Master Report: Loyalty Marketing

Forget the hard sell, try the smart sell by Aimia

Long gone are the days where merchants employ stick-and-carrot tactics to drive sales performance. Increasingly these days, the focus has shifted to empowering the sales team so it is able to sell more effectively and turn them into ambassadors of their brand. Read here for case studies on companies who have successfully empowered sales teams.

The key to a successful CRM and loyalty strategy by CPR Vision

Have an eye on the “softer” side of value creation; that which is based on the emotional connection between your company and its customers.

Projects that focus on technology first, rather than the customer and business objectives, are destined for a bumpy ride or failure.

Our decades in the business of helping global brands grow their business suggests the most successful, memorable and profitable CRM or loyalty plays always start with a business strategy that drives changes in the organisation and work processes, which are in turn enabled by information technology. For more on CRM and loyalty strategies, click here.

The rise of the chief customer officer

Businesses are now putting the customer right in the centre and orienting the company around them, signalling the importance of customer loyalty for firms. Rayana Pandey writes.

If there is one priority businesses have for 2015, it’s to become more and more customer-centric. To that effect, globally, the industry is seeing the rise of the chief customer officer (CCO), a new role within the C-suite, to understand critical issues related to their customers, their demands and behaviours. As firms shift from merely wanting customer satisfaction to wanting to incite customer loyalty, more firms see the need for such a role.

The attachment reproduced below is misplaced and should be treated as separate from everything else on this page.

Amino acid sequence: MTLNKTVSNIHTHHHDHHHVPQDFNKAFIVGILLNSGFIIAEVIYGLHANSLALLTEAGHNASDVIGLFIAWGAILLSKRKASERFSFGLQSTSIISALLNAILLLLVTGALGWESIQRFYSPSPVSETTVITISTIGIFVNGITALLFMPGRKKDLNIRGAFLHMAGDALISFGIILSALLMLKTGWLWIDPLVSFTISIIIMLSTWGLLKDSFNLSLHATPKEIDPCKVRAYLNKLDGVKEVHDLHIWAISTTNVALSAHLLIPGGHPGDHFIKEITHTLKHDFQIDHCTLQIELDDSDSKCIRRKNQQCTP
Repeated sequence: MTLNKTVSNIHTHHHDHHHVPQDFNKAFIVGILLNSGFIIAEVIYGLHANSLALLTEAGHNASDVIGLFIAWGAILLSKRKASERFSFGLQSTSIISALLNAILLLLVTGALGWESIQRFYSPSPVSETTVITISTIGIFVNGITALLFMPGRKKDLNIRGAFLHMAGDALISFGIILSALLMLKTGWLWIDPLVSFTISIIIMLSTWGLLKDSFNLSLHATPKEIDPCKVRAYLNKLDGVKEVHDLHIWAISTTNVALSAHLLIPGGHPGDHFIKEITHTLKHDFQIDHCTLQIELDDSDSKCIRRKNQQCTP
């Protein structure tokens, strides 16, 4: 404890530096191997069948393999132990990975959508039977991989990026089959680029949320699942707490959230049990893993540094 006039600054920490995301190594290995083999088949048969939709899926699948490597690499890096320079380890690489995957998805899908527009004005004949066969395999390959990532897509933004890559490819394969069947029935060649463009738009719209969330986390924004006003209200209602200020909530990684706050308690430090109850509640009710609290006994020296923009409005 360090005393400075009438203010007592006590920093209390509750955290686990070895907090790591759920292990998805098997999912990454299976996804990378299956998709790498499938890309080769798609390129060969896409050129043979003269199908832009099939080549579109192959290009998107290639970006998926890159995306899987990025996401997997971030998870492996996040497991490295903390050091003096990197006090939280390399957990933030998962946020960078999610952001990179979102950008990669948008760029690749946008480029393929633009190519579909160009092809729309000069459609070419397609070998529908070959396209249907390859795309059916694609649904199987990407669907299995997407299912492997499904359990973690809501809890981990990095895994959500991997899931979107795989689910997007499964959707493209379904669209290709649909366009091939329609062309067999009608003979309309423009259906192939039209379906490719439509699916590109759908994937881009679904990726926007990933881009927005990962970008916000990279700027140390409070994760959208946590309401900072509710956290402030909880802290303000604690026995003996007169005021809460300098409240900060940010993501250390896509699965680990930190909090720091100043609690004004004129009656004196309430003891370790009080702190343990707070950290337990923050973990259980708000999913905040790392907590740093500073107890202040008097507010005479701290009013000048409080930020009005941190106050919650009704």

A TNS survey highlighted how crucial customer loyalty is to businesses. According to the survey, companies can no longer ensure loyalty and spend just by providing a reliable, consistent service. In fact, many of those who defected to a competitor actually felt their current provider was performing well.

“What is absolutely crucial is being highly active on an individual customer level to deliver a consistent and on-brand experience wherever and whenever the customer connects with you – and to be able to rescue any shortcoming immediately,” said Graham Tocher, managing director, customer, employee, and reputation management, at TNS Asia Pacific.

While not as prevalent in Asia at the moment, the rise of the chief customer officer is perhaps the one thing to look out for in 2015.

The CCO Council defines the chief customer officer as “an executive that provides the comprehensive and authoritative view of the customer and creates corporate and customer strategy at the highest levels of the company to maximise customer acquisition, retention and profitability”.

According to Paul Hagan, principal analyst at Forrester Research, in a HBR article, there are several labels firms typically give this role. Chief client officer, chief experience officer, executive vice-president, member experience or chief global customer and marketing officer are some of the alternative titles.